The timing of your meals is restricted when you practice intermittent fasting, which results in a decrease in overall caloric intake.
The Intermittent Fasting (IF) diet does not prohibit you from eating any particular kind of food but rather prescribes a schedule for when you should consume each of your meals.
You are going to have to skip either breakfast or dinner if you want to stay within that frame of time. In the end, you will have to cut anywhere from 250 to 600 calories from your daily intake, depending on the situation. One of the benefits of fasting is an improvement in one’s metabolic rate, as well as improvements in blood pressure and cholesterol levels. (13)
- 5:2 Day Diet
A dietary strategy known as “intermittent fasting” serves as the foundation for the 5:2 diet. This is a type of eating pattern in which you eat normally at certain times of the day and then fast at other times. On the 5:2 diet, you eat normally and healthily for five days of the week, and then you ‘fast’ for the other two days of the week. There are several different variations of this diet.
Very Low-Calorie Diets
Very low-calorie diets (VLCDs) are eating plans that provide less than 800 kcal per day, usually in the form of meal replacements and are generally given under the supervision of a doctor. The goal of these kinds of programs is to help people lose weight very quickly while keeping their muscle strength. Most of the time, this is done by eating small amounts of prepackaged food and supplements that come in powder form. It is usually preferred for overweight and obese individuals. (14)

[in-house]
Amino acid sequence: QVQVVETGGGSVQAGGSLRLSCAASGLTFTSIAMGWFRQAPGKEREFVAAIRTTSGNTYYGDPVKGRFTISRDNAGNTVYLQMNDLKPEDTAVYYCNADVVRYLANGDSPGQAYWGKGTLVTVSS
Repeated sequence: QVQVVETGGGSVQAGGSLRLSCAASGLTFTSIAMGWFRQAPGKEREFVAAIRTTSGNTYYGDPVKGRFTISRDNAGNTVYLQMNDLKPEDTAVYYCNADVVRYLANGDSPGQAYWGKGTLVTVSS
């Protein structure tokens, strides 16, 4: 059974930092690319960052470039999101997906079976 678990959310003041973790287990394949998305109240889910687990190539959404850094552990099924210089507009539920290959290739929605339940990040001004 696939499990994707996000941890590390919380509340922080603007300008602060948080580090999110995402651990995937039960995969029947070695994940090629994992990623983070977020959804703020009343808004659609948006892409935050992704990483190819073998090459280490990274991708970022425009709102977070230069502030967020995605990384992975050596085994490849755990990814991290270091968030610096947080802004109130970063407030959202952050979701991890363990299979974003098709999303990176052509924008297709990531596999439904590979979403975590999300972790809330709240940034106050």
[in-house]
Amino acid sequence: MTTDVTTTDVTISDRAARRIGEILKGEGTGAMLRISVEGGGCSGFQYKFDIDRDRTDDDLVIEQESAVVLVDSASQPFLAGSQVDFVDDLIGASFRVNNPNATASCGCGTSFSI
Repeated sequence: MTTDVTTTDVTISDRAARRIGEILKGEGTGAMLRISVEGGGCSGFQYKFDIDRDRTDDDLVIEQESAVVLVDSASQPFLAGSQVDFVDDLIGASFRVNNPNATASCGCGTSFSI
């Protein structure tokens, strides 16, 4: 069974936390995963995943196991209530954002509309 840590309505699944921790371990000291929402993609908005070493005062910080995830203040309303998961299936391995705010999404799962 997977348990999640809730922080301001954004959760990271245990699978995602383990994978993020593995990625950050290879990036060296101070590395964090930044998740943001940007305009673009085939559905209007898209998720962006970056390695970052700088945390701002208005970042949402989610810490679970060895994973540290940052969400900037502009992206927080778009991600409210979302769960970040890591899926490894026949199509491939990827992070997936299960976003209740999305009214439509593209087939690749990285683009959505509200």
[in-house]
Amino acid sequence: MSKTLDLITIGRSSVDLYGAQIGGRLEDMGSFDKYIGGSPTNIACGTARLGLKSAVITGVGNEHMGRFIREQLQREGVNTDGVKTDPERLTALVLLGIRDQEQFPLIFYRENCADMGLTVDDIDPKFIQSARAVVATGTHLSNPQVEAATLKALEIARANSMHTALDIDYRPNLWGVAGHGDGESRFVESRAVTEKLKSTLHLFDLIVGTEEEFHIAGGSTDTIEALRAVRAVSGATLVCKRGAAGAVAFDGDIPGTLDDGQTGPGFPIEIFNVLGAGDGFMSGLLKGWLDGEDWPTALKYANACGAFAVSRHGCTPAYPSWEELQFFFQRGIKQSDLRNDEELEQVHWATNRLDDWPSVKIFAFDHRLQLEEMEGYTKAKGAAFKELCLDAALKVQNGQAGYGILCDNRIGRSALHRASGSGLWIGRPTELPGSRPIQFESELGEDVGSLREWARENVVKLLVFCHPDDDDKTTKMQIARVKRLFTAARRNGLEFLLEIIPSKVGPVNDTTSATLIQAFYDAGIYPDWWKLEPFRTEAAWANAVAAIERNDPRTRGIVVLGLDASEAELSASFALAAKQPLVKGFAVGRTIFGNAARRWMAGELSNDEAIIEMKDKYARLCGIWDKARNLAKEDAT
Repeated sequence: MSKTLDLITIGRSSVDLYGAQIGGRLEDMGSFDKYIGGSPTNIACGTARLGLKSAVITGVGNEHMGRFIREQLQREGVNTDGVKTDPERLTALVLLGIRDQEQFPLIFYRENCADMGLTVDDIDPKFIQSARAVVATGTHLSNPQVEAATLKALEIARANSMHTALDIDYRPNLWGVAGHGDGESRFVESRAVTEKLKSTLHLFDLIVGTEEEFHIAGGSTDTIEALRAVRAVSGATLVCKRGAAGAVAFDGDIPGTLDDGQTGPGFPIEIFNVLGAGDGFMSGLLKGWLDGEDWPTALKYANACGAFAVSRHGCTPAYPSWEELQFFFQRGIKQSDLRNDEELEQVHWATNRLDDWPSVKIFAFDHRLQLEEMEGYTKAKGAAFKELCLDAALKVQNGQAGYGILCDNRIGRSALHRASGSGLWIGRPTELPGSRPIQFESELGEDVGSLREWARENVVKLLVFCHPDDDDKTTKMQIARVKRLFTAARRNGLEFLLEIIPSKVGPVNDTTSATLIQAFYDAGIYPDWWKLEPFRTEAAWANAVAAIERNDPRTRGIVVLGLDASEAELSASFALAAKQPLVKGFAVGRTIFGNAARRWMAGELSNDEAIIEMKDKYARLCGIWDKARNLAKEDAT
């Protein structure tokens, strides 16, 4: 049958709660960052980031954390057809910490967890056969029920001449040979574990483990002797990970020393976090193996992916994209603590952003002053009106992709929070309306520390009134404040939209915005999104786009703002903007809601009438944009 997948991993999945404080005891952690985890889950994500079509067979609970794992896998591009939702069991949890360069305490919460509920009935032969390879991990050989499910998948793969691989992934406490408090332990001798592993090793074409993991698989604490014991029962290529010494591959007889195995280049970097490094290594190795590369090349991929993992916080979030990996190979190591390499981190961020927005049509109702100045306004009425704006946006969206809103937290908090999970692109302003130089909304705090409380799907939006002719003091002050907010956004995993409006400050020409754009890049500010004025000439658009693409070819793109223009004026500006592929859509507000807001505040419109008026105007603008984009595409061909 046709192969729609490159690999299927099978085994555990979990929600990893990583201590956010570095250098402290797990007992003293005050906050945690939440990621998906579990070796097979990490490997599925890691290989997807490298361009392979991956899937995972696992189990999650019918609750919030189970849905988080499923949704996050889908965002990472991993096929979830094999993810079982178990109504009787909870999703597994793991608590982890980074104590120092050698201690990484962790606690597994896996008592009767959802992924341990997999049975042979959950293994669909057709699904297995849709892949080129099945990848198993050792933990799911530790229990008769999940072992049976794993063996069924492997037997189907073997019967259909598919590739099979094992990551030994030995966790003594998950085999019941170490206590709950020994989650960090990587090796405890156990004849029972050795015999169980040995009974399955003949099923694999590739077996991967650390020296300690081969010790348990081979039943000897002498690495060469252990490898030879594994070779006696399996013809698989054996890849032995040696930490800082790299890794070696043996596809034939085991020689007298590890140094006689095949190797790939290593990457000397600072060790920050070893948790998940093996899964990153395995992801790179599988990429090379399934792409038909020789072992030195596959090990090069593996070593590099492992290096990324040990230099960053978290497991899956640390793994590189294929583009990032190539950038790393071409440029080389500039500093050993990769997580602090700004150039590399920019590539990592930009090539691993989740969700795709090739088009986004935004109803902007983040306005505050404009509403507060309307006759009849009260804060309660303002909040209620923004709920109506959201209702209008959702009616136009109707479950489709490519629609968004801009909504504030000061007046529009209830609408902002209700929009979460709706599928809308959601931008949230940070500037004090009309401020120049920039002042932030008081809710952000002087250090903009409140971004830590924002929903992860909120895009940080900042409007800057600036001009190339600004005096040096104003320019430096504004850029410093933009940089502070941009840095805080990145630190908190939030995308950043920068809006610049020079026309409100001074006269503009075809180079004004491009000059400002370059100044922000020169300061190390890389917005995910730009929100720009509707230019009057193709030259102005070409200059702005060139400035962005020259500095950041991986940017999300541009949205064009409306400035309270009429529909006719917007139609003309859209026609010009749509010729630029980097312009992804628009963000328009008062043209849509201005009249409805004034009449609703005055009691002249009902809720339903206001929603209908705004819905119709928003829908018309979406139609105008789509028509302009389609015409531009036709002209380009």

In conclusion, calorie deficit diets can help people lose weight and improve their health because they require people to eat less than they burn. By making a caloric deficit, the body is forced to use stored fat for energy, which leads to weight loss. However, it is always advisable to consult a nutritionist or a dietician while creating a calorie deficit. Also, it’s important to focus on eating foods that are high in nutrients and to make sure the body still gets all the vitamins and minerals it needs.
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- Pelley, J. W. (2012). Nutrition. Elsevier’s Integrated Review Biochemistry, 171–179.
- Luy, S. C., & Dampil, O. A. (2018). Comparison of the Harris-Benedict Equation, Bioelectrical Impedance Analysis, and Indirect Calorimetry for Measurement of Basal Metabolic Rate among Adult Obese Filipino Patients with Prediabetes or Type 2 Diabetes Mellitus. Journal of the ASEAN Federation of Endocrine Societies, 33(2), 152–159.
- King, J. A., Wasse, L. K., & Stensel, D. J. (2013). Acute exercise increases feeding latency in healthy normal weight young males but does not alter energy intake.Appetite,61(1), 45–51.
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- Sofi, F., Macchi, C., Abbate, R., Gensini, G. F., & Casini, A. (2013). Mediterranean diet and health.BioFactors (Oxford, England),39(4), 335–342.
- Clem, J., & Barthel, B. (2021). A Look at Plant-Based Diets.Missouri medicine,118(3), 233–238.
- Ebbeling, C. B., Feldman, H. A., Klein, G. L., Wong, J. M. W., Bielak, L., Steltz, S. K., Luoto, P. K., Wolfe, R. R., Wong, W. W., & Ludwig, D. S. (2018). Effects of a low carbohydrate diet on energy expenditure during weight loss maintenance: randomized trial.BMJ (Clinical research ed.),363, k4583.
- Hall, K.D., Guo, J. & Speakman, J.R. Do low-carbohydrate diets increase energy expenditure?.Int J Obes43, 2350–2354 (2019).
- Masood W, Annamaraju P, Uppaluri KR. Ketogenic Diet. [Updated 2022 Jun 11]. In: StatPearls [Internet]. Treasure Island (FL): StatPearls Publishing; 2023 Jan-.Available from: https://www.ncbi.nlm.nih.gov/books/NBK499830/